GLENDALE, Ariz. — When Taylor Swift says she’s going to stage the eras of her career, believe her.
Not since the heaviest days of Bruce Springsteen and his legendary live gigs has a mainstream artist packed so much music into one show. Friday night at State Farm Stadium near Phoenix, Swift kicked off The Eras Tour with a staggering 44 songs presented over a span of three hours and 15 minutes.
But more than just a roll call of her ubiquitous hit singles and fan-adored albums, Swift’s show is as ambitious as a Broadway musical. Lots of moving sets, squads of dancers and backing vocalists, a quick-change costume parade, confetti, pyro, synchronized flashing wristbands, and a gorgeous curved video screen to cover her ever-smiling face to those in the furthest rafters complemented his songs, while his multi-faceted band perched discreetly on a corner of the stage.
True to its title, The Eras Tour has indeed covered every facet of Swift’s career, from a low-key rendition of her 2006 debut single, “Tim McGraw,” to the closing “Karma” from her current album “Midnights. “. (Only her 2010 album “Speak Now” received a single performance, the lovely “Enchanted.”)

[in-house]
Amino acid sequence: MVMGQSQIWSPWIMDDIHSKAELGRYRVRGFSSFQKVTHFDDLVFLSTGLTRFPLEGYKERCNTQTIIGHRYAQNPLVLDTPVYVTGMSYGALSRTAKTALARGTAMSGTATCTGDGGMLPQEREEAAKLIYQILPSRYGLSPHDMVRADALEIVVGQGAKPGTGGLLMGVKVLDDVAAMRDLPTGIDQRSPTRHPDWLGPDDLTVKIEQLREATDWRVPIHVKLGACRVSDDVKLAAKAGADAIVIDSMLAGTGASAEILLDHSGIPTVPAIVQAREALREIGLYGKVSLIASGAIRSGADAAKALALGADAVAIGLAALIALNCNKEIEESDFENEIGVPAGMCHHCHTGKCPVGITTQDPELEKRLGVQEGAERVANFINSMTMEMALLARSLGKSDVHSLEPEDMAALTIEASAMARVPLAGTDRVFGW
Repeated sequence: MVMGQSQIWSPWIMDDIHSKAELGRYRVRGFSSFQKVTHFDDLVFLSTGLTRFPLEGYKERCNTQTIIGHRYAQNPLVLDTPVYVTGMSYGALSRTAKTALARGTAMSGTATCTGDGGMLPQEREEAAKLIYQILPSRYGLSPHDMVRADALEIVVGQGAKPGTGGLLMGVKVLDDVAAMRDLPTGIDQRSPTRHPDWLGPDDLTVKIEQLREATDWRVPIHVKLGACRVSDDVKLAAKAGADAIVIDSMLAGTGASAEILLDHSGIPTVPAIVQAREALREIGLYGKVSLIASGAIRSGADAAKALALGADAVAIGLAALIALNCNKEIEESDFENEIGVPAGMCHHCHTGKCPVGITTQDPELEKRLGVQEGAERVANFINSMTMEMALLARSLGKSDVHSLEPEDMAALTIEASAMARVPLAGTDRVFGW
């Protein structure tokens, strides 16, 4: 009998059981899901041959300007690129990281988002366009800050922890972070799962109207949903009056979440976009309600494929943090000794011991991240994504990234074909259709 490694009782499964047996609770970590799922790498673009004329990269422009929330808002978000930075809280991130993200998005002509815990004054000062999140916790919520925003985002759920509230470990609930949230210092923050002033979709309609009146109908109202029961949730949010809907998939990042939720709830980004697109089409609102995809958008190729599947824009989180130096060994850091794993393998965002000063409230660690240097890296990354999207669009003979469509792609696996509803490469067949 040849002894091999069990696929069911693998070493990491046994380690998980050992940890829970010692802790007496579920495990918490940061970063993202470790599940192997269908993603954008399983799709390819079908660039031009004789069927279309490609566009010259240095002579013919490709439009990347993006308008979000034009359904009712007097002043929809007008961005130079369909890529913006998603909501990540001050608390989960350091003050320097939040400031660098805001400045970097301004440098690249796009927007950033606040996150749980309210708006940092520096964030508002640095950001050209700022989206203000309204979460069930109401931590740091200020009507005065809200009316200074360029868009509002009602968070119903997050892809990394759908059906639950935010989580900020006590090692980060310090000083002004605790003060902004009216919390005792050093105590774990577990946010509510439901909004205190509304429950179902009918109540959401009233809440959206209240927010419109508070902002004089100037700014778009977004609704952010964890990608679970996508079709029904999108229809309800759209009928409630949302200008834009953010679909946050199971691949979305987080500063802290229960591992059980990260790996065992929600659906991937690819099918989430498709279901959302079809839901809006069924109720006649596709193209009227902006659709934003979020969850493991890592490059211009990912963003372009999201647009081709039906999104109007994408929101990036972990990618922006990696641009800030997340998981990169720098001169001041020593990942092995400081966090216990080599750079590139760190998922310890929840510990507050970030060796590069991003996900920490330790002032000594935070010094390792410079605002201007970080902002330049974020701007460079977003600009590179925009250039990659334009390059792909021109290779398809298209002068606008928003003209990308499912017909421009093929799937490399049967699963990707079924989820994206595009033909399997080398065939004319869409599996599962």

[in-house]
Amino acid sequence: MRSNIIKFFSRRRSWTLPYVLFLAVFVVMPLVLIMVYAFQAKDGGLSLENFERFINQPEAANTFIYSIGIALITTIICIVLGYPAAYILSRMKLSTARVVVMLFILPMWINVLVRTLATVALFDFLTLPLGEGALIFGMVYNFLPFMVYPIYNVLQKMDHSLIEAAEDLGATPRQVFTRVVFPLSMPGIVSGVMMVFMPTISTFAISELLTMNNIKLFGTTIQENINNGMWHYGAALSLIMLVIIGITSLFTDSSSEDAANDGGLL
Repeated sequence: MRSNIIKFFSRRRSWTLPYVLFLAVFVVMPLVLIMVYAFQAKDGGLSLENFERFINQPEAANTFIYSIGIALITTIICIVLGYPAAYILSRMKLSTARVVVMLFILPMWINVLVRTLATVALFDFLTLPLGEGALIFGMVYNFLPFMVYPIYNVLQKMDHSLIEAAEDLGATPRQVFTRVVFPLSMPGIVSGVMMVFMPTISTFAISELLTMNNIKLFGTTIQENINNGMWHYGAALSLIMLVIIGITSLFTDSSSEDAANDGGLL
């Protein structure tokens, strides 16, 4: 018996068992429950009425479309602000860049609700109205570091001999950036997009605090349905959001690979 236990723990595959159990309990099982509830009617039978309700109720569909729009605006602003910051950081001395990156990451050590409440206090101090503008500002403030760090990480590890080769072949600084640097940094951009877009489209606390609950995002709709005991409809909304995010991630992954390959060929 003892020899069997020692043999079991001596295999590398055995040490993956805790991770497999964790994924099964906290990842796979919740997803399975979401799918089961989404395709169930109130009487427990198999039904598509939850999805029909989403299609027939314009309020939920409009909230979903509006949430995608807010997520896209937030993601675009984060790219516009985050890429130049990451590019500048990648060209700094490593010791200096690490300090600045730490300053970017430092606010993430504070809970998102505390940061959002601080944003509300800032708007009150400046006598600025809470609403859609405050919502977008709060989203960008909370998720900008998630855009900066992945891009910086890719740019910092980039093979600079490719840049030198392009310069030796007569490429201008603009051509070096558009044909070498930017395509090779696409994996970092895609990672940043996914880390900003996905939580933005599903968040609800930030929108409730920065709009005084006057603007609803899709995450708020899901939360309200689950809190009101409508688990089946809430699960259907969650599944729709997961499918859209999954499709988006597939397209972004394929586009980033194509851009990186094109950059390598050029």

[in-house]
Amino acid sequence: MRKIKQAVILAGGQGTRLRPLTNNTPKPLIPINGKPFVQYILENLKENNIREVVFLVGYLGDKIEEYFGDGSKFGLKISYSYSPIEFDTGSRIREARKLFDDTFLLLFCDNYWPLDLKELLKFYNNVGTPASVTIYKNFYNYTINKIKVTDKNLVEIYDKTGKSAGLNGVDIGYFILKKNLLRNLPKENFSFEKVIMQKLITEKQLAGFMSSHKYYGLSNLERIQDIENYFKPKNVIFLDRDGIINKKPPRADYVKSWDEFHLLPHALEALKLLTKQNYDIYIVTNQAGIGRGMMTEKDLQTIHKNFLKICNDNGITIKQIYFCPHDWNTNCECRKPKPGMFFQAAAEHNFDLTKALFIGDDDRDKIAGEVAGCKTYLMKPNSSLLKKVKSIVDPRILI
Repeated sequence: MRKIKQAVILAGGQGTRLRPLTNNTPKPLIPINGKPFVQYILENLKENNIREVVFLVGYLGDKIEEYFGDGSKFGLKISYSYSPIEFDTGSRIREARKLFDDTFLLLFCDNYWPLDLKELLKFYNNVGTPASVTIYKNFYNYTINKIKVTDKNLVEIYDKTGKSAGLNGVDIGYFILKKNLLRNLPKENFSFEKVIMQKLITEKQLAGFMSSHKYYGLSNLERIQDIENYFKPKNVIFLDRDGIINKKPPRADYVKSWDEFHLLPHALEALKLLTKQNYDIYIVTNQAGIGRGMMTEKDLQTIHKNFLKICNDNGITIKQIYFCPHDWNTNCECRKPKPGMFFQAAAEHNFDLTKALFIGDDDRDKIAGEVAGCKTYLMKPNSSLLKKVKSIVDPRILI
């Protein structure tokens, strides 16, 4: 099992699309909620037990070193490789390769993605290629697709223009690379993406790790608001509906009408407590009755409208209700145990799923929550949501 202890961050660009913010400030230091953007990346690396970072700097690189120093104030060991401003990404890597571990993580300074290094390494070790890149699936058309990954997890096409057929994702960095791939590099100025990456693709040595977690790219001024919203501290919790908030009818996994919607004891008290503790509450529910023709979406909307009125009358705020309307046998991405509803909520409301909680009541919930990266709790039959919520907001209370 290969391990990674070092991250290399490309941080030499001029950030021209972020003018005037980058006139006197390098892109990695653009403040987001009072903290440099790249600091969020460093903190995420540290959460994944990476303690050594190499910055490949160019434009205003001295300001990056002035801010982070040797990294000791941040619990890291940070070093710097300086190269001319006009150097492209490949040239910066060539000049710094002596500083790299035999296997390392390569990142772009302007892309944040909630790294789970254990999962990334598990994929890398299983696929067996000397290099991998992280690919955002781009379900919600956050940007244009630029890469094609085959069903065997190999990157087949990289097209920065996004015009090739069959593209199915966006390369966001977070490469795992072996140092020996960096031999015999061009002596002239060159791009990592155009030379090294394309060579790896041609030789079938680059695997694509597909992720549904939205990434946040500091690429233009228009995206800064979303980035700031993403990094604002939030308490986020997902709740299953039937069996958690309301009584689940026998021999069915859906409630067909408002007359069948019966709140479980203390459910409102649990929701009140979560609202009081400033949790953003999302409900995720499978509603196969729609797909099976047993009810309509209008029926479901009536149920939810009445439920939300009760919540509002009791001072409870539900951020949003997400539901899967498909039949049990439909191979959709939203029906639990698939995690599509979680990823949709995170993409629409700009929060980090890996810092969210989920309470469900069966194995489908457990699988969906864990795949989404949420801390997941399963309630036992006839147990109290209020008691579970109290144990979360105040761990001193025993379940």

Swift commented at the start of the concert that she knew her fans – around 70,000 of them that night – had gone to “tremendous effort” to attend the show, and through her singing, dancing, storytelling, sweating and strutting both the main stage and the long catwalk, she rewarded them mightily.
The Eras Tour covers the country for a further 51 dates through August, including a second round in Glendale on Saturday. As brave as Swift is at 33, it’s a grueling spectacle that will require massive stamina for the next five months.
But if any artist can achieve the level of perfection she demands of herself, it’s Swift.